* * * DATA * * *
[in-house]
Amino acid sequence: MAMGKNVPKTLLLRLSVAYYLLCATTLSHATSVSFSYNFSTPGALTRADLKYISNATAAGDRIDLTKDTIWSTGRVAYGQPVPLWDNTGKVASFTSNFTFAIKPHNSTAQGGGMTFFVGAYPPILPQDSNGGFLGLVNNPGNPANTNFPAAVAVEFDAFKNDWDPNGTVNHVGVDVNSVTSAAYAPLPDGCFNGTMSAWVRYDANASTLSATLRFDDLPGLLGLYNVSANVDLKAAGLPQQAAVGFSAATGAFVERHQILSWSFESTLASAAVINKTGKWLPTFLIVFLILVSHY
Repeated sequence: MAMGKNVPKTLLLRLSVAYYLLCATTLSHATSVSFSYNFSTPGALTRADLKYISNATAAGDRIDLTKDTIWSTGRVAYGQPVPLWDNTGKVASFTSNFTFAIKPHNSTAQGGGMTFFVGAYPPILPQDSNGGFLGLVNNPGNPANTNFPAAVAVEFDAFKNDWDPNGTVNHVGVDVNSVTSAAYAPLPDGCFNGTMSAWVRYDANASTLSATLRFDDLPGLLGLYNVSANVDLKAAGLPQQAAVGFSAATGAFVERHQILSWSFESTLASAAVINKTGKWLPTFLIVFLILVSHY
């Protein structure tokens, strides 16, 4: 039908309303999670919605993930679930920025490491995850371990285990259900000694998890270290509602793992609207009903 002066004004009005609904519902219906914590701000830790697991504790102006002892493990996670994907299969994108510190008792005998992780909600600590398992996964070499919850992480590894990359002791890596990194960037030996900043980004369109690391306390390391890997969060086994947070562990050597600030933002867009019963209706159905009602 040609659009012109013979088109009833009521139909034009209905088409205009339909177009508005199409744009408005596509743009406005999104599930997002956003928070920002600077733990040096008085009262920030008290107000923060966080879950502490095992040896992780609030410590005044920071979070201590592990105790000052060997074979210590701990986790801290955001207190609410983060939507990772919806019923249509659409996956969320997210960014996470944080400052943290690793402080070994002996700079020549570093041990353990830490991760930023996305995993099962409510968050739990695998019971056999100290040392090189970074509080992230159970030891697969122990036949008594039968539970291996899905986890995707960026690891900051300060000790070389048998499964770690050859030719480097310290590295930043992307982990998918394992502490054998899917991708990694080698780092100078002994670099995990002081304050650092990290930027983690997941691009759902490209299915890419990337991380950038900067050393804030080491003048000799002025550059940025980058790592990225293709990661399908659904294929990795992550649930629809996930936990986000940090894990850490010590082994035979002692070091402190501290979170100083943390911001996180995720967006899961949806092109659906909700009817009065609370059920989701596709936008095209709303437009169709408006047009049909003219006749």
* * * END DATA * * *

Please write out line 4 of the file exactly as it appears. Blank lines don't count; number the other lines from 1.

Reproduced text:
């Protein structure tokens, strides 16, 4: 039908309303999670919605993930679930920025490491995850371990285990259900000694998890270290509602793992609207009903 002066004004009005609904519902219906914590701000830790697991504790102006002892493990996670994907299969994108510190008792005998992780909600600590398992996964070499919850992480590894990359002791890596990194960037030996900043980004369109690391306390390391890997969060086994947070562990050597600030933002867009019963209706159905009602 040609659009012109013979088109009833009521139909034009209905088409205009339909177009508005199409744009408005596509743009406005999104599930997002956003928070920002600077733990040096008085009262920030008290107000923060966080879950502490095992040896992780609030410590005044920071979070201590592990105790000052060997074979210590701990986790801290955001207190609410983060939507990772919806019923249509659409996956969320997210960014996470944080400052943290690793402080070994002996700079020549570093041990353990830490991760930023996305995993099962409510968050739990695998019971056999100290040392090189970074509080992230159970030891697969122990036949008594039968539970291996899905986890995707960026690891900051300060000790070389048998499964770690050859030719480097310290590295930043992307982990998918394992502490054998899917991708990694080698780092100078002994670099995990002081304050650092990290930027983690997941691009759902490209299915890419990337991380950038900067050393804030080491003048000799002025550059940025980058790592990225293709990661399908659904294929990795992550649930629809996930936990986000940090894990850490010590082994035979002692070091402190501290979170100083943390911001996180995720967006899961949806092109659906909700009817009065609370059920989701596709936008095209709303437009169709408006047009049909003219006749």